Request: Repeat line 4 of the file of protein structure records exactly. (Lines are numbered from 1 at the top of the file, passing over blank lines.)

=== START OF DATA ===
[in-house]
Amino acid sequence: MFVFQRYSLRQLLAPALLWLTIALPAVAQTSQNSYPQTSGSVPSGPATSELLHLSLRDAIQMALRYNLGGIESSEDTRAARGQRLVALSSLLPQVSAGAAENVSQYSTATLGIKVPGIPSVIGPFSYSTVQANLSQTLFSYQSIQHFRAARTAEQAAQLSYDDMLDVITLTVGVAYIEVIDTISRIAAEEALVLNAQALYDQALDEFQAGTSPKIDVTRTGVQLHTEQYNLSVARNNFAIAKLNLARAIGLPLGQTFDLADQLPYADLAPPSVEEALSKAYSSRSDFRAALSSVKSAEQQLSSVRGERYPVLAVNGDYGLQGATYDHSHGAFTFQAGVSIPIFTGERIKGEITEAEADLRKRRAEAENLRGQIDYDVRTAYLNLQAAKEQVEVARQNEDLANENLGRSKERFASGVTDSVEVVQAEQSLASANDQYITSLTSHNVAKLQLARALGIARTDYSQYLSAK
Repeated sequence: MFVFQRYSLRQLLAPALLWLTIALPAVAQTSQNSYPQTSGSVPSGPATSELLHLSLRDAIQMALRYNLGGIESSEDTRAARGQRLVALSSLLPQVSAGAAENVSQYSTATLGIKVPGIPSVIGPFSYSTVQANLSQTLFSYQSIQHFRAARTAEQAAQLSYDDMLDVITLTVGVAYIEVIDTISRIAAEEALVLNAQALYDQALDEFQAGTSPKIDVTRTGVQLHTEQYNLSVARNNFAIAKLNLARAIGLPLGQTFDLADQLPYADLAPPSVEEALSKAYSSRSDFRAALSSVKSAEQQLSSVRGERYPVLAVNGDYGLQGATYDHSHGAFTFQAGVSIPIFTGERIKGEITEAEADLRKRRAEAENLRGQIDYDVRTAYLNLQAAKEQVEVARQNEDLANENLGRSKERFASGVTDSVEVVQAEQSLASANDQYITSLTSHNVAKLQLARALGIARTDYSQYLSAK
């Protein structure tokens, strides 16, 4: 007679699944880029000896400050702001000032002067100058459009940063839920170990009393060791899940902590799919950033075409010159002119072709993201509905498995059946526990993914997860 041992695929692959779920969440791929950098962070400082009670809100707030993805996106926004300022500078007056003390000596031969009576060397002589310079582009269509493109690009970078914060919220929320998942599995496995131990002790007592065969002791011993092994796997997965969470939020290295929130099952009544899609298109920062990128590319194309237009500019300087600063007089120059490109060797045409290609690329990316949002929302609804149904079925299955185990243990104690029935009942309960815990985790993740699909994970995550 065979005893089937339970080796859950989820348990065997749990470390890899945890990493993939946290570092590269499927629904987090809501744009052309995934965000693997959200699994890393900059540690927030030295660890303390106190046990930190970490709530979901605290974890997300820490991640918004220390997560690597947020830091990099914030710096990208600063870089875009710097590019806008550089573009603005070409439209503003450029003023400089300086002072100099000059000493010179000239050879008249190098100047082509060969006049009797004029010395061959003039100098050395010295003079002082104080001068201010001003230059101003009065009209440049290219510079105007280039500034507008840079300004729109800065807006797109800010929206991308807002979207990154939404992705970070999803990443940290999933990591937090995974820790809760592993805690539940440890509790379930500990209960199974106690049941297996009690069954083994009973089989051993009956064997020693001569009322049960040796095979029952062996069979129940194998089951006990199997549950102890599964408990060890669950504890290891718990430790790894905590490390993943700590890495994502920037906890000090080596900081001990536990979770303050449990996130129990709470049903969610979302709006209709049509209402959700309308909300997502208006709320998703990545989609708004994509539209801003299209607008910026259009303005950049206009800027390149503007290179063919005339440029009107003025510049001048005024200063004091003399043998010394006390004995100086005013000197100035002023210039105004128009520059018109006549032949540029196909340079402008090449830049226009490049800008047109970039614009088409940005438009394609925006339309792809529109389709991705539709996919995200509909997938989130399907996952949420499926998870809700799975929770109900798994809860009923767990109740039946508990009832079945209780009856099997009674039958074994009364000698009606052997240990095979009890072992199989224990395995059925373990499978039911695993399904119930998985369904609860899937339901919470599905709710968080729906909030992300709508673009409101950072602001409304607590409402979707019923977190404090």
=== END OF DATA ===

């Protein structure tokens, strides 16, 4: 007679699944880029000896400050702001000032002067100058459009940063839920170990009393060791899940902590799919950033075409010159002119072709993201509905498995059946526990993914997860 041992695929692959779920969440791929950098962070400082009670809100707030993805996106926004300022500078007056003390000596031969009576060397002589310079582009269509493109690009970078914060919220929320998942599995496995131990002790007592065969002791011993092994796997997965969470939020290295929130099952009544899609298109920062990128590319194309237009500019300087600063007089120059490109060797045409290609690329990316949002929302609804149904079925299955185990243990104690029935009942309960815990985790993740699909994970995550 065979005893089937339970080796859950989820348990065997749990470390890899945890990493993939946290570092590269499927629904987090809501744009052309995934965000693997959200699994890393900059540690927030030295660890303390106190046990930190970490709530979901605290974890997300820490991640918004220390997560690597947020830091990099914030710096990208600063870089875009710097590019806008550089573009603005070409439209503003450029003023400089300086002072100099000059000493010179000239050879008249190098100047082509060969006049009797004029010395061959003039100098050395010295003079002082104080001068201010001003230059101003009065009209440049290219510079105007280039500034507008840079300004729109800065807006797109800010929206991308807002979207990154939404992705970070999803990443940290999933990591937090995974820790809760592993805690539940440890509790379930500990209960199974106690049941297996009690069954083994009973089989051993009956064997020693001569009322049960040796095979029952062996069979129940194998089951006990199997549950102890599964408990060890669950504890290891718990430790790894905590490390993943700590890495994502920037906890000090080596900081001990536990979770303050449990996130129990709470049903969610979302709006209709049509209402959700309308909300997502208006709320998703990545989609708004994509539209801003299209607008910026259009303005950049206009800027390149503007290179063919005339440029009107003025510049001048005024200063004091003399043998010394006390004995100086005013000197100035002023210039105004128009520059018109006549032949540029196909340079402008090449830049226009490049800008047109970039614009088409940005438009394609925006339309792809529109389709991705539709996919995200509909997938989130399907996952949420499926998870809700799975929770109900798994809860009923767990109740039946508990009832079945209780009856099997009674039958074994009364000698009606052997240990095979009890072992199989224990395995059925373990499978039911695993399904119930998985369904609860899937339901919470599905709710968080729906909030992300709508673009409101950072602001409304607590409402979707019923977190404090």